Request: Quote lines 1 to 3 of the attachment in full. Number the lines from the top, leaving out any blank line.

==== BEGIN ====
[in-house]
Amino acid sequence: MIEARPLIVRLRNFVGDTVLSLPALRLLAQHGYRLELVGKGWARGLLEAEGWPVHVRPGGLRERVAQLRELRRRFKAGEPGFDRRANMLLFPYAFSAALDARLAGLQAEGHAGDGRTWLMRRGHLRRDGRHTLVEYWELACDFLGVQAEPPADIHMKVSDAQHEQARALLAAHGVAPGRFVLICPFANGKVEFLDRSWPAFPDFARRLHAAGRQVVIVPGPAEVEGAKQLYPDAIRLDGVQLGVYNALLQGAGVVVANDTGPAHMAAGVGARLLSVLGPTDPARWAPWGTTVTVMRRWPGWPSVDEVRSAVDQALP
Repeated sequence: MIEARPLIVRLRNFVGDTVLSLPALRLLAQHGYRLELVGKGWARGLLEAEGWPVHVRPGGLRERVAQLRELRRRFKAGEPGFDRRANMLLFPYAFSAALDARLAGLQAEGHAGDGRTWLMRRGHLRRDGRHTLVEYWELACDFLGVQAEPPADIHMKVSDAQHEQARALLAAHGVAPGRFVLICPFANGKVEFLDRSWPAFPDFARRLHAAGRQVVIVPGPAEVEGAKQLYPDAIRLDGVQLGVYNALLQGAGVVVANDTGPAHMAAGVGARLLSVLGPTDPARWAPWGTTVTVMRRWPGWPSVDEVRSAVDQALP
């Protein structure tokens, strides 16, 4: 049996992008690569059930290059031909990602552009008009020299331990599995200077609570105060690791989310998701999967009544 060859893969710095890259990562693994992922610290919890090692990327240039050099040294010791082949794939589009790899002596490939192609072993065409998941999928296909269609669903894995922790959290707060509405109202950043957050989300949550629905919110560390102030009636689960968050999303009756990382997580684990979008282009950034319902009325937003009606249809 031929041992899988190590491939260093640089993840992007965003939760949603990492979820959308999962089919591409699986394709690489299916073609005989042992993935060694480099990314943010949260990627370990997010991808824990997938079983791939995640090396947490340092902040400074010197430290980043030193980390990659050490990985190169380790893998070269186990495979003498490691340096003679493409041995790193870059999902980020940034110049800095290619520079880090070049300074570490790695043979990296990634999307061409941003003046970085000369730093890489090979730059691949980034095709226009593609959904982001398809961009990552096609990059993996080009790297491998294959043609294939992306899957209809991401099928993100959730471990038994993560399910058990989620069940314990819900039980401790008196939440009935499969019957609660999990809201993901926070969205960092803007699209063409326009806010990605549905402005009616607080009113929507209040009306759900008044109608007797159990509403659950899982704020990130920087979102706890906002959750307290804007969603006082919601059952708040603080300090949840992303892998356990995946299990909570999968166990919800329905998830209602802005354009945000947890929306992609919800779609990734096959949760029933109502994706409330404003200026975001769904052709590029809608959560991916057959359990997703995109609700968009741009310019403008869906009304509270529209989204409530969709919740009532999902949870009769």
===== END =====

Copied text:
[in-house]
Amino acid sequence: MIEARPLIVRLRNFVGDTVLSLPALRLLAQHGYRLELVGKGWARGLLEAEGWPVHVRPGGLRERVAQLRELRRRFKAGEPGFDRRANMLLFPYAFSAALDARLAGLQAEGHAGDGRTWLMRRGHLRRDGRHTLVEYWELACDFLGVQAEPPADIHMKVSDAQHEQARALLAAHGVAPGRFVLICPFANGKVEFLDRSWPAFPDFARRLHAAGRQVVIVPGPAEVEGAKQLYPDAIRLDGVQLGVYNALLQGAGVVVANDTGPAHMAAGVGARLLSVLGPTDPARWAPWGTTVTVMRRWPGWPSVDEVRSAVDQALP
Repeated sequence: MIEARPLIVRLRNFVGDTVLSLPALRLLAQHGYRLELVGKGWARGLLEAEGWPVHVRPGGLRERVAQLRELRRRFKAGEPGFDRRANMLLFPYAFSAALDARLAGLQAEGHAGDGRTWLMRRGHLRRDGRHTLVEYWELACDFLGVQAEPPADIHMKVSDAQHEQARALLAAHGVAPGRFVLICPFANGKVEFLDRSWPAFPDFARRLHAAGRQVVIVPGPAEVEGAKQLYPDAIRLDGVQLGVYNALLQGAGVVVANDTGPAHMAAGVGARLLSVLGPTDPARWAPWGTTVTVMRRWPGWPSVDEVRSAVDQALP